For her exhibition at The Arts Club of Chicago, artist Amy Sillman elaborates a trajectory of free-hanging, two-sided works on paper that play upon the physical and emotional demands of mark-making. With intermittently recognizable figural motifs on one side, Sillman layers pungent colors and fields of interest in restless proposals of form on the other. The serial images are installed like a rebus that treats the gallery as a unified entity. Responding in part to the intractability of our societal moment, Sillman’s figures seem to drag themselves through space–they age, succumb to gravity, leak fluids, and yet rebound in still one more frame ready to continue their enormous efforts. This weighted sense of time matches the durational aspect of Sillman’s painting practice, which relies upon repeated transformations, obliterations, and excavations.
Sillman (b. Detroit, 1955) returns to the Midwest for her first exhibition in the city of Chicago, during a thrilling crescendo in her three decade long career. Featuring new and recent painting, Amy Sillman: The Nervous System calls upon abstract and figurative motifs to address the material and emotional conditions of being human in fraught political times.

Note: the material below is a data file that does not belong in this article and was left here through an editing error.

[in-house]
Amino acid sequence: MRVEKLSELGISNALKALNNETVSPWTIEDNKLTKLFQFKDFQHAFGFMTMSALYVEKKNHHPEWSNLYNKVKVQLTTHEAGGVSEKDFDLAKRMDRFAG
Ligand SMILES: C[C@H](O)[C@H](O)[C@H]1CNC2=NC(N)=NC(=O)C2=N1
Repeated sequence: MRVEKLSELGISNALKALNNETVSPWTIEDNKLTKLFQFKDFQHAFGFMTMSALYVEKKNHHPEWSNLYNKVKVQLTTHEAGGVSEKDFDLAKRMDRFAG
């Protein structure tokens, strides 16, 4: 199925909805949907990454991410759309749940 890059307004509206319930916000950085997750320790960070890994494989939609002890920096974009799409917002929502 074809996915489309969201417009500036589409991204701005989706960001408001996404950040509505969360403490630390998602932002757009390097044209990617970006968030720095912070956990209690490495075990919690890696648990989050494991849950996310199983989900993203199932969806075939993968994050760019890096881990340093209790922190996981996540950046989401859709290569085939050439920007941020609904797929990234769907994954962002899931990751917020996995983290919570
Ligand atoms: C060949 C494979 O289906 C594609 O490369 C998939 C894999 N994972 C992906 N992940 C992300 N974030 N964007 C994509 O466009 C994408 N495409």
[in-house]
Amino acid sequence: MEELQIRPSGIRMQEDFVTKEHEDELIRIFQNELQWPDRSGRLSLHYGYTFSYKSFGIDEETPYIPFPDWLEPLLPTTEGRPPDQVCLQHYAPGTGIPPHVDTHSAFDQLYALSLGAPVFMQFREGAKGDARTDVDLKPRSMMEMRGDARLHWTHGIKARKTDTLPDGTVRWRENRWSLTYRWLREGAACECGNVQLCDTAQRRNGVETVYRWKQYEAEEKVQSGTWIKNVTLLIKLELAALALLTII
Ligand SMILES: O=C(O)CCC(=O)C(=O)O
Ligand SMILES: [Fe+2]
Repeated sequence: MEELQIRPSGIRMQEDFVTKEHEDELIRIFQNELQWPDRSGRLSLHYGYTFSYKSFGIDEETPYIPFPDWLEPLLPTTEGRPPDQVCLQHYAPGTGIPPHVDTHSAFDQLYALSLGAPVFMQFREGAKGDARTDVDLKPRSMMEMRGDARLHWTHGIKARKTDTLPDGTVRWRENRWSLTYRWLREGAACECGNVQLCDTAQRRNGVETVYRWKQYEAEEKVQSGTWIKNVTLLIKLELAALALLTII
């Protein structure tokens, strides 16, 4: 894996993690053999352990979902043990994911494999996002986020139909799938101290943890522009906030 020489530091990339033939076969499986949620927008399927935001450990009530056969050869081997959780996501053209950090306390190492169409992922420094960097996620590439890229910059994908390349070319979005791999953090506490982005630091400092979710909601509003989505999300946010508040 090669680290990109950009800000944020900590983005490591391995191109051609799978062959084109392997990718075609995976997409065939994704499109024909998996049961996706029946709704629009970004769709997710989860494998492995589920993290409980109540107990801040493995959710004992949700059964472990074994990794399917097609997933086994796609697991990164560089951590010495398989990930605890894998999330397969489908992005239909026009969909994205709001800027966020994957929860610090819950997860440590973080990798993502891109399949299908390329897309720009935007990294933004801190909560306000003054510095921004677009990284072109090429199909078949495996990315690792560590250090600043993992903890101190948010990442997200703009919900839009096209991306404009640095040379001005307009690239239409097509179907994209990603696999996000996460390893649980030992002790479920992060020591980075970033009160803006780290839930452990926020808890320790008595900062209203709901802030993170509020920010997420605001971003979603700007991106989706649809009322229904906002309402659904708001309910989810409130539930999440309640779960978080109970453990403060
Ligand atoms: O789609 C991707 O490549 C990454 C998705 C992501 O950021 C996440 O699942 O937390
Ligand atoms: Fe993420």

Amy Sillman (born in 1955 in Detroit, MI) lives and works in New York City. She received a BFA from School of Visual Art, NYC, in 1979 and an MFA from Bard College in 1995. Primarily a painter, but actively engaging with various side interests (such as animation, language, and printmaking), Sillman weaves together a formal and discursive language, one that engages both formally and critically with painting’s history and language. Working with humor, defiance, and an almost archeological sensibility, she builds and deconstructs paintings through intermittent layers and transformations, working toward the not-[quite]-known. Sillman’s work has been shown widely in the US and Europe, and is in the collections of museums such as MoMA, The Whitney Museum, The Drawing Center, The Brooklyn Museum, LA MoCA, Portikus in Frankfurt, Lenbachhaus and the Brandhorst Museum in Munich, the Moderna Museet in Stockholm, and The Tate Modern, London. She has received numerous fellowships and grants, including a Guggenheim in 2001, and been an invited guest at The Radcliffe Foundation, The American Academy in Rome, and in the fall, at the Rauschenberg Foundation. Her last solo show, “Landline,” was held at Camden Arts Centre in London from September 2018 until January 2019. A recent monograph was published by Lund Humphries Publishers, London, with a text by author/curator Valerie Smith. Sillman is represented in New York by Gladstone Gallery, and currently holds a Professorship at the Staedelschule in Frankfurt, Germany.